Over recent months, the terrorist group Islamic State has dominated newspaper headlines around the world. Their actions are contradictory to the peaceful religion of Islam, but this has not always been made clear by political leaders or the mainstream media. The Gryphon spoke to the president of Leeds University’s Islamic Society, Mohammed Luhishi, about the actions of – and reactions to – IS.
The Islamic State is very un-Islamic. They are a criminal and extremist organisation that acts in the name of Islam but does not represent the religion or Muslims, contrary to what the media might have you believe. They have hijacked a religion which promotes peace; the actual meaning of ‘Islam’ itself comes from the word ‘peace’ in Arabic. I don’t think Muslims should have to keep defending themselves against another extremist organisation just because they claim to be of the same religion, in the same way that Christians shouldn’t have to defend their religion in defence against the KKK.
How is the media handling this issue in your opinion?
I think the media has been very biased in its reporting. A lot of the time newspapers will have headlines that are quite provocative towards the Muslim community. It’s unfair because for some who do not know or have never heard of Islam, IS have become the face of it. Some media reporting is also complicit in the rise of Islamophobia which is problematic. People feel that there is a threat from the Muslim community which is why one of ISoc’s and other Muslim organisations’ role is to show that it is not the case; Islam is a tolerant religion. The media is the thing which is harming the Muslims the most. As a Muslim when I read a headline saying: “Muslims are killing innocent people in Iraq” it feels unfair as they are not offering the other side of the argument. I do feel like this problem, of Islamophobia will get bigger and bigger for Muslims here in England in the future.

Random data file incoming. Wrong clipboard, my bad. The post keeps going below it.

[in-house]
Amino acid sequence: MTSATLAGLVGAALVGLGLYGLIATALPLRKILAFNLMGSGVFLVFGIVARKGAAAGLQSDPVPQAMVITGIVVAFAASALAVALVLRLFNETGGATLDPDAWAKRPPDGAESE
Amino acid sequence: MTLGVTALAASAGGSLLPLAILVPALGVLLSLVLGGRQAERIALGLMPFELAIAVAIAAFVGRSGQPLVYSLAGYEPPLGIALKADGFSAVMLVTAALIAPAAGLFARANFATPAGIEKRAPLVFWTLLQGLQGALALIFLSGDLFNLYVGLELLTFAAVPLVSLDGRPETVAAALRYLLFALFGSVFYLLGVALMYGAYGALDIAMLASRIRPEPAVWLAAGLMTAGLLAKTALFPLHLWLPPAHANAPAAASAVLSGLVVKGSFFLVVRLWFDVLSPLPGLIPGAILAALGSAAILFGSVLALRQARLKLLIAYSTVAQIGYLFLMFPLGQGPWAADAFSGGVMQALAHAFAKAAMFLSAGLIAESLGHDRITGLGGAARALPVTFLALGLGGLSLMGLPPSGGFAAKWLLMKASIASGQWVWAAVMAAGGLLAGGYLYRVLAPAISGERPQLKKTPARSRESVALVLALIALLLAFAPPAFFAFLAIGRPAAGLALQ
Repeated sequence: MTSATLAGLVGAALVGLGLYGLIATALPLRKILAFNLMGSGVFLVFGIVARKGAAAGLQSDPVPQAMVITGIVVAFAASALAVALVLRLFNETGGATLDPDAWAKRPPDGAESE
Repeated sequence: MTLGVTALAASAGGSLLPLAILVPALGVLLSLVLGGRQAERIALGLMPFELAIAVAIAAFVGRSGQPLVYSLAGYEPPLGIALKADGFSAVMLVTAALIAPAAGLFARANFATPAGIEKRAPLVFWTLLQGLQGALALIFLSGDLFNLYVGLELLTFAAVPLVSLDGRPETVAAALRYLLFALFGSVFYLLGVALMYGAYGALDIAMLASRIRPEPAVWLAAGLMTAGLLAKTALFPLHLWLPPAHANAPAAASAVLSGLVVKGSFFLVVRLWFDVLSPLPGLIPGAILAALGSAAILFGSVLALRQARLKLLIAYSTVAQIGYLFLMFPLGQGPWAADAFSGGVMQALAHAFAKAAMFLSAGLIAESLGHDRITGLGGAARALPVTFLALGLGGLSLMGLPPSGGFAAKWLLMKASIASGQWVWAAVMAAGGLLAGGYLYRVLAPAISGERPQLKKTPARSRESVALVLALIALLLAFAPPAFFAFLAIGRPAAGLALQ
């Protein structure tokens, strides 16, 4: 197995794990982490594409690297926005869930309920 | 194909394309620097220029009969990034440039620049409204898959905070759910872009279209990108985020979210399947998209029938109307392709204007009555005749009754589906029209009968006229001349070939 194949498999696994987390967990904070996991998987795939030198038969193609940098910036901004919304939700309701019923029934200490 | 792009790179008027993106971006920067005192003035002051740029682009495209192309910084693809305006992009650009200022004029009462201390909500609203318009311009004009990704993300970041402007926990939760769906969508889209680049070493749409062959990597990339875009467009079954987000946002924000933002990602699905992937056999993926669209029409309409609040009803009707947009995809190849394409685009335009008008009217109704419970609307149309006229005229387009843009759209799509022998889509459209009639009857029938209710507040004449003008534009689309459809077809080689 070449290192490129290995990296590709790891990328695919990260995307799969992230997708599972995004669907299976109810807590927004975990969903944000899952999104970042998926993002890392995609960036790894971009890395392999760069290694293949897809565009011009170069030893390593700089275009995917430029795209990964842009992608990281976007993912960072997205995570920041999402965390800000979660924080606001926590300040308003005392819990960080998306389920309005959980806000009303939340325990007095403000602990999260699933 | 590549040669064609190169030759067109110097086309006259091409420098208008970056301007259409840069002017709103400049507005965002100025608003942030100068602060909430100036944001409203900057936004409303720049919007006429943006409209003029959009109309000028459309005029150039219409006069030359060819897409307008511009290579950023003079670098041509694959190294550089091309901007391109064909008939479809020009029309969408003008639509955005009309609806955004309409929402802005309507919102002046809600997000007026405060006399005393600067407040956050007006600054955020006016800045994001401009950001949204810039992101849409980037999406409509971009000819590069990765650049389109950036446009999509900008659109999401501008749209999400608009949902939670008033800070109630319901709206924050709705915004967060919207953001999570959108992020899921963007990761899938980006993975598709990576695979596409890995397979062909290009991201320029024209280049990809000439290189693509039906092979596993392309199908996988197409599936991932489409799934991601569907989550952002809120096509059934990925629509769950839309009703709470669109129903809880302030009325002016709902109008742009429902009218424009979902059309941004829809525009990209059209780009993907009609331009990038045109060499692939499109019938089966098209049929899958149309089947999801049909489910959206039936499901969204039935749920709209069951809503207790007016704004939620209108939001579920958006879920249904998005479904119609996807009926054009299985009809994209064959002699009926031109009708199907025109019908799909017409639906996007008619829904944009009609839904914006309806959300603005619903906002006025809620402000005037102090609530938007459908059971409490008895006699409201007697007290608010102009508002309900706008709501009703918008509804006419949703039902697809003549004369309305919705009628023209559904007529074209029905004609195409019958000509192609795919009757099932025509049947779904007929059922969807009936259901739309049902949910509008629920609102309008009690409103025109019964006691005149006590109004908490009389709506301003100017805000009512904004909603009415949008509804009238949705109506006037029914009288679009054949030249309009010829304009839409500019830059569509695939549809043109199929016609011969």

Does the UK and the USA have a right to get involved?
The Islamic Society is an apolitical society. We deal with the actual faith, the belief of Islam. We are not a political society so I cannot comment from the Islamic Society’s perspective but from my own personal perspective I do not know whether it is good or whether it is not. At the end of the day I do not know what their agenda is. If there agenda is to help innocent people then that is great. However, the question that people need to ask themselves is why are they so quick to attack the Islamic State and help the innocent people in Kurdistan and Iraq but are not taking any action to assist the innocent people of Syria, Gaza, Yemen, everywhere in the Middle East and other places around the world.
I think that the problem is that a lot of people think that they can get rid of these groups by fighting fire with fire, using weapons against weapons. Whereas I believe that we should tackle the root cause of extremism because they are a criminal and extremist group who have hijacked the Islamic faith. I think that even if you got rid of them there would still be others that would spring up to replace them due to the oppression in the Middle East and what caused IS to arise in the first place. You have to get rid of the root causes of terrorism and extremism in the Middle East.
What is your opinion on the foreign fighters, who are leaving to fight in the Middle East?
My opinion would be the same for anyone – it does not matter if they are Muslim or none Muslim – going to join a violent criminal organisation is wrong. I feel that anyone who goes there should be held accountable with the IS for what they are doing. However, at the same time, I think that there should be more done in terms of the government and Muslim community by way of educating and raising awareness, because a lot of the people who are going can be brainwashed by people who try to use their religion and faith to make them do these criminal acts. I feel that the government needs to try to educate people more, not just Muslims but non-Muslims too, and try to make sure that they know that these criminal organisations are not representative of Islam. I also believe that the Muslim community should try to do more in terms of educating and raising awareness in the Muslim population here in England.
Abla Klaa and Victoria Hesketh
Photographs: bbcnews.co.uk, wikicommons, ISoc.